Wight is a Middle English word, from Old English wiht, and used to describe a creature or living sentient being. It is akin to Old High German wiht, meaning a creature or thing.
In its original usage the word wight described a living human being. More recently, the word has been used within the fantasy genre of literature to describe undead or wraith-like creatures: corpses with a part of their decayed soul still in residence, often draining life from their victims. Notable examples of this include the undead Barrow-wights from the works of J. R. R. Tolkien and the wights of Dungeons & Dragons role-playing game.
The English word is cognate with other Germanic words such as Dutch wicht, German Wicht, Old Norse vættir, Swedish vätte, Danish vætte. Modern High German Wicht means 'small person, dwarf,' and also 'unpleasant person,' while in Low German the word means 'girl.' The Wicht, Wichtel or Wichtelchen of Germanic folklore is most commonly translated into English as an imp, a small, shy character who often does helpful domestic chores when nobody is looking (as in the Tale of the Cobbler's Shoes). These terms are not related to the English word witch. In Scandinavian folklore, too, wights are elusive creatures not unlike elves, capable of mischief as well as of help. In German and Dutch language the word Bösewicht or Booswicht points out an evildoer, "Bösewichte haben keine Lieder" means they (do not make merry) are unpleasant folk.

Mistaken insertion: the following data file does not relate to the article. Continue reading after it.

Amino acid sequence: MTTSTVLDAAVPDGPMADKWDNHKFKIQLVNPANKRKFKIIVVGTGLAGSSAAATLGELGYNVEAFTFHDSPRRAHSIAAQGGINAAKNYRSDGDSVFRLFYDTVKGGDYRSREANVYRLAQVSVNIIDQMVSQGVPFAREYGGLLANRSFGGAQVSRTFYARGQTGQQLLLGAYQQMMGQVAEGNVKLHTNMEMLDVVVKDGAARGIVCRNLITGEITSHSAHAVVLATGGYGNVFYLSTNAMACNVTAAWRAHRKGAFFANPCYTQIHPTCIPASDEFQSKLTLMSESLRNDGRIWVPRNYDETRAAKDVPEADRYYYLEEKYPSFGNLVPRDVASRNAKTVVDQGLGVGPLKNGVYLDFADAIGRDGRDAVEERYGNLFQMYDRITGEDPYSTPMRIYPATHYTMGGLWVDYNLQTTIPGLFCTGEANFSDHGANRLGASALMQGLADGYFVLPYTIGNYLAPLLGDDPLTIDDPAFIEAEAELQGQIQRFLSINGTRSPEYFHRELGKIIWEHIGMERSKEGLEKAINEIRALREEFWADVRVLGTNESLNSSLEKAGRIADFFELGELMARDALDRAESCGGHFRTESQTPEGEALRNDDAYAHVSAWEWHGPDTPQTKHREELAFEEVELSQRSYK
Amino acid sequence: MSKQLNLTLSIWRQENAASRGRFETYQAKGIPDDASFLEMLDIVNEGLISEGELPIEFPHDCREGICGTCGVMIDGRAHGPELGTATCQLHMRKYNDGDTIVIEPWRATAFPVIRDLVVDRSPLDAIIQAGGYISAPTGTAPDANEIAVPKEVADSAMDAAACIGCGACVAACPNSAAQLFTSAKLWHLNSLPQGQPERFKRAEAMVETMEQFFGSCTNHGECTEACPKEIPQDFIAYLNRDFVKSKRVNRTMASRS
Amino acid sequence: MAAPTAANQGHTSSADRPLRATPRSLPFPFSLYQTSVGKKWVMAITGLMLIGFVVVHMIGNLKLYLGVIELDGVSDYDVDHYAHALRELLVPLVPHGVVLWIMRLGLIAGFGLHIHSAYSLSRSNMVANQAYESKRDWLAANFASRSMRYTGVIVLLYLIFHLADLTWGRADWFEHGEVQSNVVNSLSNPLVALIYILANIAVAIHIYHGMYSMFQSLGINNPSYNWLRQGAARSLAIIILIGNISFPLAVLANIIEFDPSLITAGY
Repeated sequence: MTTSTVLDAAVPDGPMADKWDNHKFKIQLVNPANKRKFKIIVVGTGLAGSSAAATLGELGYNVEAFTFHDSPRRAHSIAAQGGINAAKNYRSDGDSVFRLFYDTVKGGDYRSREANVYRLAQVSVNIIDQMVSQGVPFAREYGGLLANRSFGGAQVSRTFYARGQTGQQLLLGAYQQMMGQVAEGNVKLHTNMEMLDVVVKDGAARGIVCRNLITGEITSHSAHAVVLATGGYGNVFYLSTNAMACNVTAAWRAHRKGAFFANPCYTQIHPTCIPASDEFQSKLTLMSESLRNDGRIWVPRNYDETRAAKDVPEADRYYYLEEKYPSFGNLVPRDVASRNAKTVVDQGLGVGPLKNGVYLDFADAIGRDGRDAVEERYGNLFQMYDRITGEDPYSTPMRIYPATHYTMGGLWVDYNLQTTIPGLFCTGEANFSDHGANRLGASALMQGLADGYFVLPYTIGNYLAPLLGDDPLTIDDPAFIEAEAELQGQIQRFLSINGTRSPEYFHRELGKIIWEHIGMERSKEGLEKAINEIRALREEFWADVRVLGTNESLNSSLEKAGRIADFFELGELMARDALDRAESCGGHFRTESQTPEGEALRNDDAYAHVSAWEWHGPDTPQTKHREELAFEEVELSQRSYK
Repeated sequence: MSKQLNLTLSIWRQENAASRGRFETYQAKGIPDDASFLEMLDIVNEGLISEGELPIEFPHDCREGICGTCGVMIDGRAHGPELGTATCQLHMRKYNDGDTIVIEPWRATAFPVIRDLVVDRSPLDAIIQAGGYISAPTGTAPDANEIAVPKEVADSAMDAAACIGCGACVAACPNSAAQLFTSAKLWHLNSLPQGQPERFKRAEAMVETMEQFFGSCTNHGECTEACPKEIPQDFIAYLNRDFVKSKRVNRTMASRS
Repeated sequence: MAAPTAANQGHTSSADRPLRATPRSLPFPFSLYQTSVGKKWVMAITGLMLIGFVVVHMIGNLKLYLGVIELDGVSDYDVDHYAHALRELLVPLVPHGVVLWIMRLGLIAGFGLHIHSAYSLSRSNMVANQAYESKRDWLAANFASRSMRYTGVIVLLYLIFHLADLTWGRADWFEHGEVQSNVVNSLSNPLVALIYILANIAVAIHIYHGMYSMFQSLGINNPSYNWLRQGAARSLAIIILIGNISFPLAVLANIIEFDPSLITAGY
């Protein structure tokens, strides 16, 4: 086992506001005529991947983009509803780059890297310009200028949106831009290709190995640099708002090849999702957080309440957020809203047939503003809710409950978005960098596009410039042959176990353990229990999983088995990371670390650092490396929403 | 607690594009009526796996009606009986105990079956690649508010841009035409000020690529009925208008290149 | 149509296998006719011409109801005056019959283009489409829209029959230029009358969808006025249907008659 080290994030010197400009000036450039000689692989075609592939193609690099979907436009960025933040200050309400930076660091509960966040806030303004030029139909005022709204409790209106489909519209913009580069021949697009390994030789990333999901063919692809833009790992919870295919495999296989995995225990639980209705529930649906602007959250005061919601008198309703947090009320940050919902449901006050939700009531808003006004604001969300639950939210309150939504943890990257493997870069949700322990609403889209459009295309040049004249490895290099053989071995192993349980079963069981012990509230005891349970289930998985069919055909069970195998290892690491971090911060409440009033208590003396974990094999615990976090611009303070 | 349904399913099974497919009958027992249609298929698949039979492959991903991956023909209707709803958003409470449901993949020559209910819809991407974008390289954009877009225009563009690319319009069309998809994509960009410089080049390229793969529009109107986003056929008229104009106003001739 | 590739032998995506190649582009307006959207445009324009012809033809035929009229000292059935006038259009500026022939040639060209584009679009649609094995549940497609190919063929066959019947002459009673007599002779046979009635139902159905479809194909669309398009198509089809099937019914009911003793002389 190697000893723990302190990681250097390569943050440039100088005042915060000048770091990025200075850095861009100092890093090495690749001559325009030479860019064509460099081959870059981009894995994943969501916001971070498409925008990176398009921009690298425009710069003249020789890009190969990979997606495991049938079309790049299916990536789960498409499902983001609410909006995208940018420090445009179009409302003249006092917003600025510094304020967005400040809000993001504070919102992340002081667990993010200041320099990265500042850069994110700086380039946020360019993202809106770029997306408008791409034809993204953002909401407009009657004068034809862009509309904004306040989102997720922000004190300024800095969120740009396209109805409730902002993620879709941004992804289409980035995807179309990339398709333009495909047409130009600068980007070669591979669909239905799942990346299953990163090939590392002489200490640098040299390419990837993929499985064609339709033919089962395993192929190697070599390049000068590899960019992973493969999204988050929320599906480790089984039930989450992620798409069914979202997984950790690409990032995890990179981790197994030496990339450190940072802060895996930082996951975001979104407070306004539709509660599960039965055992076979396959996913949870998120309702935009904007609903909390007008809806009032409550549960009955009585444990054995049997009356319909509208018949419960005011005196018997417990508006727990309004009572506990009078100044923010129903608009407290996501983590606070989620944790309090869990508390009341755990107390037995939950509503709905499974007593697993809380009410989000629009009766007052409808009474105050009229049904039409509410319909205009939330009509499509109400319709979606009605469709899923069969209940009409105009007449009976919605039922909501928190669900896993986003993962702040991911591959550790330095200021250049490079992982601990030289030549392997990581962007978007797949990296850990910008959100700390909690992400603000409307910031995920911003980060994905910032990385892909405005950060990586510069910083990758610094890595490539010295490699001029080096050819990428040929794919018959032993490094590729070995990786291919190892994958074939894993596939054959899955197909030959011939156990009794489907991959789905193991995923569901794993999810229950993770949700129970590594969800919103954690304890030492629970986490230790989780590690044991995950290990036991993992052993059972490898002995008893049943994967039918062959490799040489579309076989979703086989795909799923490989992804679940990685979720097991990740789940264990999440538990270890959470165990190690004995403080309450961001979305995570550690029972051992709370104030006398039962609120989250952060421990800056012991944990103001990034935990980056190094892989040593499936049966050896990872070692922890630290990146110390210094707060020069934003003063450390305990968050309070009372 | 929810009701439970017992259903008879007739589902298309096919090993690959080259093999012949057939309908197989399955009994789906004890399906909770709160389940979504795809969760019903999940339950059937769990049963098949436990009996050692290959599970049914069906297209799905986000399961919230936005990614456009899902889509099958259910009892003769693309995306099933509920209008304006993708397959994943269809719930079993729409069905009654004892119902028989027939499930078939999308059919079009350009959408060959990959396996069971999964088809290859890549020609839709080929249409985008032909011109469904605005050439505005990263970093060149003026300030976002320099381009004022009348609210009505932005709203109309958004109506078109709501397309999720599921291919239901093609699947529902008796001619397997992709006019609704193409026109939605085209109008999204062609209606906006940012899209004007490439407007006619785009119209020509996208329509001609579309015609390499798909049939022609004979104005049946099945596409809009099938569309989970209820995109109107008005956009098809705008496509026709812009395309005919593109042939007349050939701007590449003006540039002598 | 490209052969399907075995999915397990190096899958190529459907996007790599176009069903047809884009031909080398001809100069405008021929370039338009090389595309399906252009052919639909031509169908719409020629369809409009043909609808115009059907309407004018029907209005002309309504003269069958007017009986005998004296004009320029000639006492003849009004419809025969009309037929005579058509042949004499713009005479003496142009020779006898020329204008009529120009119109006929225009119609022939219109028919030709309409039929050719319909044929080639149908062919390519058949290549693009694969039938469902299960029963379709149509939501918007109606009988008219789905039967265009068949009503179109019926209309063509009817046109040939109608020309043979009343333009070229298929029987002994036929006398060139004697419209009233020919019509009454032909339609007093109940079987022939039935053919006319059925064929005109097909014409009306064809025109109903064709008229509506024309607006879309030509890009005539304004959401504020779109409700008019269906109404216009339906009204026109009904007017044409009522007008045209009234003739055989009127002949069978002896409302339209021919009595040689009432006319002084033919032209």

In the A Song of Ice and Fire novels by George R. R. Martin, wights are a category of undead creatures, usually humans or animals who have been killed and turned by the White Walkers (aka the Others) or by other wights. They have pallid skin, black hands, and fierce ice-blue eyes, and are described as being virtually impervious to all forms of attack, even forcibly amputated limbs are described as having sentience. Their few weaknesses include immolation in fire, a magical Valerian-steel weapon, and obsidian weapons, referred to as "dragon glass."
Read more about Wight: In Literature and Culture
Famous quotes containing the word wight:
“Then think I thus: sith such repair,
So long time war of valiant men,
Was all to win a lady fair,
Shall I not learn to suffer then,
And think my life well spent to be,
Serving a worthier wight than she?”
—Henry Howard, Earl Of Surrey (1517?1547)
“She that was ever fair, and never proud,
Had tongue at will, and yet was never loud
She that could think, and neer disclose her mind,
See suitors following, and not look behind.
She was a wight, if ever such wight were
To suckle fools and chronicle small beer.”
—William Shakespeare (15641616)